Barrie’s Peter Pan is perhaps six or seven years old, and he wants to stay like that forever. Dietz’s Peter Pan is not a child anymore, but his refusal to grow up is analogous to the original Peter Pan’s. He wants to remain as free as only an emerging adult can be. But he does not want to feel the pressure to nail down the meaning in his life, mostly because it is unlikely that he is going to like his future. Surely we should not worry about him. He is just a fictional character, and his problems will stay within his fictional world. However, Dietz’s film is a just reflection of contemporary society. Many emerging adults react in the same way his Peter Pan does. Regardless of how our society is going to address this problem, Neverland explains why it is a good reason to talk about these emerging adults as the ʻPeter Pan Generation’.  

4.When Wendy Grew Up: An Afterthought  

The role played by Wendy in Dietz’s film deserves we pay a little more attention to it since one of the problems of Barrie’s Peter Pan is precisely the limited number of roles that it allows women in general and Wendy in particular. In this sense, even though the girl could be considered the real hero of Barrie’s story (as she is the one who travels to a strange land, has some adventures, and then comes back to her home with some newly acquired knowledge), she hardly appears in Neverland. Her performance on the island is limited to the role of the ʻlittle mother’ of Peter and the lost boys, while outside the island she is simply her mother’s replacement, especially in the sense of being the representation of female life creation’s power – childbirth – which is associated with artistic creation, as is reflected at the end of Barrie’s novel (Jack 1991: 181).  

In contrast, in Neverland, the Victorian idea of the angel in the house is dismantled from the beginning of the story. As noted earlier in this article, the Darling children are actually adopted and their parents do not worry too much about them. Despite the fact that Michael is ill, they decide to go in a weekend trip and ask Wendy to take care of her brothers. However, Wendy completely rejects that role. She does not want to be that ʻresponsible young woman’ her mother wants her to be, because that would be to accept the traditional role of women in a patriarchal society. So, when Peter comes into her house that night and offers her an alternative, a wonderful world in which one can be happy without any responsibility, Wendy does not hesitate to accept the fairy dust – the cocaine – and fly away to Neverland with Peter.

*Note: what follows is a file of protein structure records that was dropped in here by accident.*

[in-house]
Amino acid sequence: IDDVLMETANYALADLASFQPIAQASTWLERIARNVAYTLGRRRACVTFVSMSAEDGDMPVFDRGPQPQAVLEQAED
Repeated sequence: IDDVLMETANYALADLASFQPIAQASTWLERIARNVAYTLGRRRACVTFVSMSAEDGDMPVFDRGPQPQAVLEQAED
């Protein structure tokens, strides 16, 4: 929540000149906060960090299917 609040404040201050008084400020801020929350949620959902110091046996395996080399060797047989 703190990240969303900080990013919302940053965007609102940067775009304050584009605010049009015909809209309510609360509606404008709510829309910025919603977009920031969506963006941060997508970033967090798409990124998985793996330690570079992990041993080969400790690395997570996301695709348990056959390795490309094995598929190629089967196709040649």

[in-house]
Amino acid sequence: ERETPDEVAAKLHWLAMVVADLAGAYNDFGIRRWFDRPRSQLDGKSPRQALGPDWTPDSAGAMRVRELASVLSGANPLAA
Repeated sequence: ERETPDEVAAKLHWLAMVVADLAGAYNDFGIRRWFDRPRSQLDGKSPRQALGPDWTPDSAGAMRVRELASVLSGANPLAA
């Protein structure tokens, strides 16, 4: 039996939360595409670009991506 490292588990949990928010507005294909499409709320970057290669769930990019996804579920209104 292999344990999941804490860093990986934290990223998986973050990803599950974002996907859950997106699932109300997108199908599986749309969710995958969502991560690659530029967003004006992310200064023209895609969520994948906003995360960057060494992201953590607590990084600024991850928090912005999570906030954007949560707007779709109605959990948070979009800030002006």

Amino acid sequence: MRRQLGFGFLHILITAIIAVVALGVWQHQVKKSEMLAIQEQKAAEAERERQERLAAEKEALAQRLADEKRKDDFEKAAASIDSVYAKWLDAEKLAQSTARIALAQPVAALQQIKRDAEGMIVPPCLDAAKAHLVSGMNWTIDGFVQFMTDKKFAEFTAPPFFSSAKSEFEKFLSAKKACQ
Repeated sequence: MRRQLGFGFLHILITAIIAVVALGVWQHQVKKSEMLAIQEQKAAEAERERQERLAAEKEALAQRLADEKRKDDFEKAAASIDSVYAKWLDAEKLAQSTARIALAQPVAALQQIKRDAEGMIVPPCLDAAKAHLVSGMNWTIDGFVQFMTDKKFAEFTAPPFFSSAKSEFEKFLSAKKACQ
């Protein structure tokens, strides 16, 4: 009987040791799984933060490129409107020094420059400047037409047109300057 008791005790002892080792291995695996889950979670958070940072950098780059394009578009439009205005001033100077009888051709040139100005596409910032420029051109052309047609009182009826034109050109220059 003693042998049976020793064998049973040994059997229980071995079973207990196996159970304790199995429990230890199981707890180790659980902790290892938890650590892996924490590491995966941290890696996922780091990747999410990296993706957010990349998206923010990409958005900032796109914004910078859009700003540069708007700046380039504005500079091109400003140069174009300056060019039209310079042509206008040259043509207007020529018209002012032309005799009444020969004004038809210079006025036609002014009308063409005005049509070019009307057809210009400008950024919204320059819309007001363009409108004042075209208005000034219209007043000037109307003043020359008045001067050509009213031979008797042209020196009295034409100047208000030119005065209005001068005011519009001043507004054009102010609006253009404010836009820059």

Once, however, the lights from the carousel stop fascinating her, it does not take long for Wendy to realise Neverland is not the paradise Peter says, and that taking refuge from the real world in an amusement park is an act of immaturity leading nowhere. Wendy understands that maybe living with an adoptive family in the real world is not the perfect life, but it is better than this other option. So, Wendy faces Peter, thus becoming the real main character of the film and offering all the lost boys, that Peter Pan Generation that does not want to grow up, an exit. She offers to take them out of Neverland and to help them find a better place in a world that it is not the happy world that Peter has to offer, but at least it is real. Thus, the film is brought to an end leaving the strange feeling that happiness is a luxury that only children and emerging adults can afford, while growing up involves getting one’s life together to try to accept reality in all its harshness.